CES: Samsung Intros New Version of Digital Cockpit for Cars

At the recent CES 2021, Samsung showcased its Digital Cockpit, a 49-inch QLED screen with a sound system that can be pulled up in front of a car’s windshield to turn the vehicle into an office, gaming room or video recording studio. The concept was first introduced at CES 2018 and has been exhibited in an updated version every year since then. This year’s Digital Cockpit was developed with Harman. Samsung stated that the 2021 Cockpit aims to “focus on simplifying communication and delivering fun on-the-go experiences.” Continue reading CES: Samsung Intros New Version of Digital Cockpit for Cars

HUD Tech Turns Your Car Windshield into a Computer Screen

This year’s Detroit Auto Show showcased a number of vehicles equipped with heads-up-display (HUD) technology that allows drivers to view their speed, range and directions while driving without having to take their eyes off the road. The HUD projections are displayed at the bottom of the windshield in a driver’s line of sight. The HUD technology, which is already available in some Toyota, Mazda and Hyundai models, is expected to become available from additional automakers in the near future. Continue reading HUD Tech Turns Your Car Windshield into a Computer Screen

Auto Manufacturers Consider Computer for Your Car Windshield

  • General Motors, Daimler AG and other automakers are working on specially designed windshields that they hope will one day provide drivers with important information about their surroundings while on the road — and make driving safer.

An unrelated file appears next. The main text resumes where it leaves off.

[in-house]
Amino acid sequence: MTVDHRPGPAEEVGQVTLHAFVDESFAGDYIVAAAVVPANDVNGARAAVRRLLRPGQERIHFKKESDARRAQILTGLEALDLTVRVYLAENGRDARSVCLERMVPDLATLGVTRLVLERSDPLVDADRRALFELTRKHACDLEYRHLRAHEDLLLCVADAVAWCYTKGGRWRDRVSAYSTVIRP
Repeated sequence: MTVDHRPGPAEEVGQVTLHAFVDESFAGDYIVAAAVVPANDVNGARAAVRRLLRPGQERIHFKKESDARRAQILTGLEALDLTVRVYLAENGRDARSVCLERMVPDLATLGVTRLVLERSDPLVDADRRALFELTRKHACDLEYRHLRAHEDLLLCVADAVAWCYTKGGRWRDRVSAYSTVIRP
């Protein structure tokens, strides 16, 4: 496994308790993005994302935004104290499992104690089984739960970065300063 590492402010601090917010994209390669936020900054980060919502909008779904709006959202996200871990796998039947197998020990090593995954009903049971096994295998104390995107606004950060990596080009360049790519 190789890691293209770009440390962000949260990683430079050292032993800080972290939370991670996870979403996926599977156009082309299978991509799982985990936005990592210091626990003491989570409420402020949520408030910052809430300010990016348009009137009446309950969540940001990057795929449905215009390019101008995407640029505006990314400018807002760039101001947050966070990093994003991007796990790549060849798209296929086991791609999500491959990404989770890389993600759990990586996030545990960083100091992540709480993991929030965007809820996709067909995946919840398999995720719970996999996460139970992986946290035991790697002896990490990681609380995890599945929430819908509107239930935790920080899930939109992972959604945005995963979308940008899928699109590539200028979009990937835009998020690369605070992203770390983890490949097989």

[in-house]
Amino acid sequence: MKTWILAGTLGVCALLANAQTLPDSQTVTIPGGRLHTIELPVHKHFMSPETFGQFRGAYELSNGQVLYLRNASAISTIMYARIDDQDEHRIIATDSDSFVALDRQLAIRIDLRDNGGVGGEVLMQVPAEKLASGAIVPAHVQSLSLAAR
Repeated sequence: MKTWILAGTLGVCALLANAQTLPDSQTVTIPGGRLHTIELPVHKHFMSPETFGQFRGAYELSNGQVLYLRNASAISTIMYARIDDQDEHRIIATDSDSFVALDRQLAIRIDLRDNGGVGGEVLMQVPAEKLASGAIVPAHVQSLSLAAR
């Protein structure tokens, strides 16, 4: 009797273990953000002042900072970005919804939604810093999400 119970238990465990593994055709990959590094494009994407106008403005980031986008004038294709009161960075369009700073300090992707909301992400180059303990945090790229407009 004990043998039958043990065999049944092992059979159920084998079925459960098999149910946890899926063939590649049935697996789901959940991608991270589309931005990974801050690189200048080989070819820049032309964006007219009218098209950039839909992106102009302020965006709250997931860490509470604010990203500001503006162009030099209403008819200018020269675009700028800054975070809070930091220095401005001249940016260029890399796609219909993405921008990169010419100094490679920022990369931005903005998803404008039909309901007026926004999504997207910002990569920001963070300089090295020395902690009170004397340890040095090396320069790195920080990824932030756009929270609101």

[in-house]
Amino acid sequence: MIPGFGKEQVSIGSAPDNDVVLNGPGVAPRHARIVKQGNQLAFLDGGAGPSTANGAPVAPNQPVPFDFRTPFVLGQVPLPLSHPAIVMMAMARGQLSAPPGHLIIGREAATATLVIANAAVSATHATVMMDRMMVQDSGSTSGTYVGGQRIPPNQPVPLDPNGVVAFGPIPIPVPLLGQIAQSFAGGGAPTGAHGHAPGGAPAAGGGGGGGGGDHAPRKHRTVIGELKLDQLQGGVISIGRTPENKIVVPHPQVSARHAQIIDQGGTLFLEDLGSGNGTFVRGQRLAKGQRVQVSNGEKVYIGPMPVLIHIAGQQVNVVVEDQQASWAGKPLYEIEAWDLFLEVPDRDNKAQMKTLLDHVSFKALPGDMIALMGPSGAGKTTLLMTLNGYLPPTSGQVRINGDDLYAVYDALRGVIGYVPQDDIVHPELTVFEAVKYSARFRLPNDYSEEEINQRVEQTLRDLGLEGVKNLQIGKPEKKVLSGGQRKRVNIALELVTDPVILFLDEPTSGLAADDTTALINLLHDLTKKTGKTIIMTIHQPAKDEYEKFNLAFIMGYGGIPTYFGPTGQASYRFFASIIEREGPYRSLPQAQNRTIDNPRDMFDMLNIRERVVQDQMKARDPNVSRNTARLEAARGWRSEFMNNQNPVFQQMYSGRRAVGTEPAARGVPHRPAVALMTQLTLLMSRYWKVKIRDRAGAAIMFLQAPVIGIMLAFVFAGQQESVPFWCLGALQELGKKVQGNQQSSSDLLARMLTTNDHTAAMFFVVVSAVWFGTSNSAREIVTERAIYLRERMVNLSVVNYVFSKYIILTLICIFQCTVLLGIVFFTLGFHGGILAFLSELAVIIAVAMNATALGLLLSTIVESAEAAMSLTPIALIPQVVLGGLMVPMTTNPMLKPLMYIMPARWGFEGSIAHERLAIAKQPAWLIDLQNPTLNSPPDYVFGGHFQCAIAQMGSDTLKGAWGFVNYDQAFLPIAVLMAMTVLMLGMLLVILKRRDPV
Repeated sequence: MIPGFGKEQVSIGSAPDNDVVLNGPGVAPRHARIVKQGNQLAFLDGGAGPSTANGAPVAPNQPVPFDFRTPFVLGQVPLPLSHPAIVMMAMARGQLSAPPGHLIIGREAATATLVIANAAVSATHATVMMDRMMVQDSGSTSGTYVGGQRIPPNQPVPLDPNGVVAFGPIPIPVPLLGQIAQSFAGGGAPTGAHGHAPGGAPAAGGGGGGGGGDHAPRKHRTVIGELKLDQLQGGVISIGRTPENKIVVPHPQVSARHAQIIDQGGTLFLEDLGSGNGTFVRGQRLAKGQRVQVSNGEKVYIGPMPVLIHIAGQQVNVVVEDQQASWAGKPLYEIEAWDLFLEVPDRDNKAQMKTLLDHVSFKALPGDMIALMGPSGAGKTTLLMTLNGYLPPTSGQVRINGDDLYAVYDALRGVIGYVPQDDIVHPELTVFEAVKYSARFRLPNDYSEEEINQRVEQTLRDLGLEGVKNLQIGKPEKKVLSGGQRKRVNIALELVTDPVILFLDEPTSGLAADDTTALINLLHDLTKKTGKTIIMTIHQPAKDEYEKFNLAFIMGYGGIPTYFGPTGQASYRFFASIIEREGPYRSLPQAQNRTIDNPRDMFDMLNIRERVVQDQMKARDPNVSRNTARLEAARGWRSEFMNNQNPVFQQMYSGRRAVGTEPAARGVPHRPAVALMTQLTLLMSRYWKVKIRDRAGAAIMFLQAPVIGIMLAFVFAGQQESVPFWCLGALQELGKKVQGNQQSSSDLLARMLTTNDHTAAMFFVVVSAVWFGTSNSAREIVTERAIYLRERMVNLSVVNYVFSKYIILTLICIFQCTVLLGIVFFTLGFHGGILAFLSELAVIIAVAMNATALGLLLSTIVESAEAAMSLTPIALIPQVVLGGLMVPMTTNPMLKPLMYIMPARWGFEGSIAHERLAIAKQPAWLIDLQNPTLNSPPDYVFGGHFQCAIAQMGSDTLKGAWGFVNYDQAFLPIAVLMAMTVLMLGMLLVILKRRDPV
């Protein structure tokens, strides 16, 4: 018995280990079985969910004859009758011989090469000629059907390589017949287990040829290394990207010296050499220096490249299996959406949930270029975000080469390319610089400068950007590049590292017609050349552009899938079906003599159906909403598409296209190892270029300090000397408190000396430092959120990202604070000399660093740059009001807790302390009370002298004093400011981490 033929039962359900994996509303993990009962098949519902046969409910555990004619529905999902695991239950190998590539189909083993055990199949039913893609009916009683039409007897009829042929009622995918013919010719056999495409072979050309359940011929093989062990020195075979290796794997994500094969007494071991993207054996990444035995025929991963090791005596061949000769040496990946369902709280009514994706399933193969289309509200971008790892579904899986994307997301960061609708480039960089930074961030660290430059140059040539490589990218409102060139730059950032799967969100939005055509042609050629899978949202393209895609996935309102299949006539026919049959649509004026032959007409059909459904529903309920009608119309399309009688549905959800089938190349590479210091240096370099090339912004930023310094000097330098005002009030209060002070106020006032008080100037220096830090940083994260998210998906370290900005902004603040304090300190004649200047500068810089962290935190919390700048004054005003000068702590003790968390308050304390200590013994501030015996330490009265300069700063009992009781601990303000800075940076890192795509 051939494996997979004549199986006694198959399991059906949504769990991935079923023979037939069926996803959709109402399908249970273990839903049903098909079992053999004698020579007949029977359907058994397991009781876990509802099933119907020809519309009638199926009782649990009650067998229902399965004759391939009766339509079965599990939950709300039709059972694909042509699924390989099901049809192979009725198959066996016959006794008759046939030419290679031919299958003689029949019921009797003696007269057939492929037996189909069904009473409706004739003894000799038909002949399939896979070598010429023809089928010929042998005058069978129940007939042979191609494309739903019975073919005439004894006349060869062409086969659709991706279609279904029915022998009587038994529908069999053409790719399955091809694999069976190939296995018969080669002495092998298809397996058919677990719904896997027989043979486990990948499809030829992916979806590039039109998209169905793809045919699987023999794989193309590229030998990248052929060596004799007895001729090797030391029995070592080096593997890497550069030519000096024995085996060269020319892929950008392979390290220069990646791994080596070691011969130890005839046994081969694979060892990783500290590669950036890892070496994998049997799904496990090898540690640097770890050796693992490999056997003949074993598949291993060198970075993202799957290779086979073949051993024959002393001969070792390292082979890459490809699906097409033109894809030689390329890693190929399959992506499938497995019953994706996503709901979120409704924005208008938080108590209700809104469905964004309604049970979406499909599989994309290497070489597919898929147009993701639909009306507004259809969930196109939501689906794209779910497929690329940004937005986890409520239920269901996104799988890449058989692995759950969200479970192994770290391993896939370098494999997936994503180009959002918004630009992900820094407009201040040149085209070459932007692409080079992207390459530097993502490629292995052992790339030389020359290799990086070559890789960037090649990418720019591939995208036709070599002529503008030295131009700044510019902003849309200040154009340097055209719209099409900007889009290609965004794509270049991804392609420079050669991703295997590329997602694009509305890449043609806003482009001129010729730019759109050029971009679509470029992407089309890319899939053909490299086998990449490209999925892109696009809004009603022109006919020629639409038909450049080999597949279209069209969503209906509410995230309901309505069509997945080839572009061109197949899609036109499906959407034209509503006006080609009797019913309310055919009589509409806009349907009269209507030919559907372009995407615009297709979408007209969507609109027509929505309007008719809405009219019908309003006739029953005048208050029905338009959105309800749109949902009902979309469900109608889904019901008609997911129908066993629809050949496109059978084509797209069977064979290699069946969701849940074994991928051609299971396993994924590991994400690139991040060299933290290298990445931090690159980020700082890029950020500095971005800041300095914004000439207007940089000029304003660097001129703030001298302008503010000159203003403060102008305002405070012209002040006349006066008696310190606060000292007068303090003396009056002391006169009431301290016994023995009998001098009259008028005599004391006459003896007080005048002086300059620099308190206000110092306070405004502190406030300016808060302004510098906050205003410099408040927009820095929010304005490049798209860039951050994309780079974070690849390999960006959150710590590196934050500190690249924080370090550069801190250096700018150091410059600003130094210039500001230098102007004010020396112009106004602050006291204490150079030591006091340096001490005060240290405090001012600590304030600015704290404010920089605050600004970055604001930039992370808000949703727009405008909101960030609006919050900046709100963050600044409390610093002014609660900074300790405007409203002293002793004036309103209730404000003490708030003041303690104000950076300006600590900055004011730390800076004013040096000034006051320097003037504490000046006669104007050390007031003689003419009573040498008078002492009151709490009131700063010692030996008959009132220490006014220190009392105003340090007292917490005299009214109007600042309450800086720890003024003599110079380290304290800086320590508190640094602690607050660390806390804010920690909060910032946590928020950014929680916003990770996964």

• “Using a technology known as augmented reality, which overlays real world images with digital ones, these windshields could display driving directions, text messages or impending hazards, all without requiring drivers to take their eyes off the road,” explains the Wall Street Journal.
  • “The goal is to reduce head-down time and maybe make driving a more interactive experience,” says Tom Seder, GM’s chief technologist for human machine interface.
  • The technology would fuse together sensors working outside the vehicle with ones working inside, tracking the driver’s eyes.
  • This could improve safety, writes WSJ, “…for instance, an augmented reality windshield could sense that a driver hasn’t seen a car merging into his or her lane or a sudden traffic slowdown ahead. The windshield might light up red or highlight the potential hazard to cause the driver to hit the brakes.”
  • But these windshields are likely at least five years away from actually appearing in vehicles and pricing remains unknown.